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Along with his neighbor R.L. Burnside, the late Junior Kimbrough may have been one of the last of the old-school Mississippi bluesmen. Kimbrough died of heart failure last year at age 67.
A popular singer and guitarist in northeast Mississippi, Kimbrough turned his house into a juke joint that became such a hot spot he was forced to rent an apartment. The critic Robert Palmer featured Kimbrough in the film Deep Blues, which led to the bluesman's first and best album, All Night Long, considered a '90s classic by most critics.
Kimbrough had a hypnotic guitar style that coordinated well with his brooding vocals and chunky grooves. Raw as Kimbrough's music was, it possessed a depth of feeling that seemed far more genuine than most blues.
Meet Me is billed as a "live" album, but its first four tracks are crude solo cuts that Kimbrough recorded at home. Though the sound quality is poor, there's an exotic feel to these tunes that may actually be enhanced by the murky sound, particularly on "Lonesome Road." The final half of the album possesses much better sound quality and features some full-band tracks recorded in a true live setting. Three of these songs are live versions of tunes from All Night Long, including the rolling "I Feel Alright." The ambience here is of a loose community gathering, and the music churns along with raucous intensity.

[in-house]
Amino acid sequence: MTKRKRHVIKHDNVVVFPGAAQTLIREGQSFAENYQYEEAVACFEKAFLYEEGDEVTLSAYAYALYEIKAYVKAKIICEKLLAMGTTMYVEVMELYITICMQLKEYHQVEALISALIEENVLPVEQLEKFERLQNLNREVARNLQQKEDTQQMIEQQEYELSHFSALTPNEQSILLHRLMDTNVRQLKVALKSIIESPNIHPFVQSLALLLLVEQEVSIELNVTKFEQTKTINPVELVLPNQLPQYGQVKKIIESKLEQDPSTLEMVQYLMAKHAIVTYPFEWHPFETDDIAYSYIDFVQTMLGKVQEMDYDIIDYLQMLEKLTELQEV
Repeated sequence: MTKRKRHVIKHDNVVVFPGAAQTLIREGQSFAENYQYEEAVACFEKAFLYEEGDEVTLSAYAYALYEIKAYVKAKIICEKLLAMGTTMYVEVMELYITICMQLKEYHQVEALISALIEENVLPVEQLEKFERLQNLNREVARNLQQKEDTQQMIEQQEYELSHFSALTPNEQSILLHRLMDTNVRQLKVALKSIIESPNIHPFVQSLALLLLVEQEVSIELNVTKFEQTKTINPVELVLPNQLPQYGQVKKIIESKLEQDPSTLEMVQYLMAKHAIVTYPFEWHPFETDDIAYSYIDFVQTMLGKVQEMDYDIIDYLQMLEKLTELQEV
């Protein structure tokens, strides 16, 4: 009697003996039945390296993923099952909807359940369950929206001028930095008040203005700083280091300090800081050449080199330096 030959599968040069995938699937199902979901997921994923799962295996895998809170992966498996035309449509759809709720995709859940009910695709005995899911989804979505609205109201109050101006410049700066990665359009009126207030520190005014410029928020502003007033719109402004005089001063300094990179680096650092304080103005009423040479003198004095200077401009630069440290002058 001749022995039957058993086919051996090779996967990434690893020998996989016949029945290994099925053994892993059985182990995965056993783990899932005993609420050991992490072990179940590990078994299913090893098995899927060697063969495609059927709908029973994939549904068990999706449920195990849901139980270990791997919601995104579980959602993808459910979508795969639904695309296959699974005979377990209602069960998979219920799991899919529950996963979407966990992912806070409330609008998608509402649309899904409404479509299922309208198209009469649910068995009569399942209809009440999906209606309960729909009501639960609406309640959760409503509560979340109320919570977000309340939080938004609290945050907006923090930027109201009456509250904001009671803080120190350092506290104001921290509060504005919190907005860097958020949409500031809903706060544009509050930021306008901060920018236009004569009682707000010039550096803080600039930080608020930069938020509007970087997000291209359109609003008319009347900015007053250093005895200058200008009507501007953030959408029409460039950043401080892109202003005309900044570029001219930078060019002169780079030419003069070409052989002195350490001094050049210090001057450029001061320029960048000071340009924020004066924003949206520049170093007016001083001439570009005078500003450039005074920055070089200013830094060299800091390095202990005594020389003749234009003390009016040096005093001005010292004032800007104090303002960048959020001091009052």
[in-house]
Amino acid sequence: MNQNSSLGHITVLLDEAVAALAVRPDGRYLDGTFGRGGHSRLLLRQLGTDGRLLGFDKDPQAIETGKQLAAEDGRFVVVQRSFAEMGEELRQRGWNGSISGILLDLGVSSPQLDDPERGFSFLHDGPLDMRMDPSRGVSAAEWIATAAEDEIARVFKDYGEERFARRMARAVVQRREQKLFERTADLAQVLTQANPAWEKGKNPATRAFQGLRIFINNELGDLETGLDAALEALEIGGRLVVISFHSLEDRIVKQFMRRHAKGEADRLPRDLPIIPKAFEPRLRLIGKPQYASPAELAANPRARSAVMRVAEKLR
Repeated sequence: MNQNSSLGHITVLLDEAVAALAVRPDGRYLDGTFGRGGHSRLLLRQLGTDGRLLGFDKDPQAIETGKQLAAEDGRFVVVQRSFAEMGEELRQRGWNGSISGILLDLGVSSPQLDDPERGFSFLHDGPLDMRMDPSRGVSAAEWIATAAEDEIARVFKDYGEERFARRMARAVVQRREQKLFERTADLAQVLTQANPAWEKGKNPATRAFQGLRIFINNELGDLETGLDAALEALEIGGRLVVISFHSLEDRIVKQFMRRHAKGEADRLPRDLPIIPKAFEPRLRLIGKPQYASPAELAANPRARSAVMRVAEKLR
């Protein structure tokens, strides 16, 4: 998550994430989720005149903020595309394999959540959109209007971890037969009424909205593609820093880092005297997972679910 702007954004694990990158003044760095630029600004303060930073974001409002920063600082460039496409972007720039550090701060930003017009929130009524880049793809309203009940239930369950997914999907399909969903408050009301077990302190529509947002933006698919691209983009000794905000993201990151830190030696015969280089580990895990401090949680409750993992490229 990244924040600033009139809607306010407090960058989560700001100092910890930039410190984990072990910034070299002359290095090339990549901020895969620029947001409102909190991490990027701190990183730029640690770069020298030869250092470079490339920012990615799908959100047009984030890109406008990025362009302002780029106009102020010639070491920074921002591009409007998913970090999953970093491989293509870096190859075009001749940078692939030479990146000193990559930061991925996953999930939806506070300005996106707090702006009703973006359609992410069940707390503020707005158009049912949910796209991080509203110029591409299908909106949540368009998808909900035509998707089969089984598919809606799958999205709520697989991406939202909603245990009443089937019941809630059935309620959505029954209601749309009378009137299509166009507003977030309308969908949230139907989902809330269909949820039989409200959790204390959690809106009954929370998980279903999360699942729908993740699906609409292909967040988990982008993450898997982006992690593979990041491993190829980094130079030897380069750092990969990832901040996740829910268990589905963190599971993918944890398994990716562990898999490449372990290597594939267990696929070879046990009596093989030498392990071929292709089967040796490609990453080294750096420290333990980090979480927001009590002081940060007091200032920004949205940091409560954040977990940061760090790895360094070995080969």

Meet Me in the City is hardly Junior Kimbrough's best album, but it's an intriguing collection of earthy electric blues from a true original
TRACKS: Meet Me In The City; Done Got Old; Baby Please Don't Leave; Lonesome Road; Junior's; I Feel Alright; All Night Long; Nobody But You
I love jazz because anything is possible; it has few rules and the best jazz breaks those ones. I prefer free improv because it doesn't really have any rules at all.
I was first exposed to jazz in my teens (in the late sixties).
The first jazz record I bought was Filles de Kilimanjaro by Miles Davis, shortly followed by Extrapolation by John McLaughlin.
My advice to new listeners is to listen as widely as possible and not to make snap judgments--stick with it.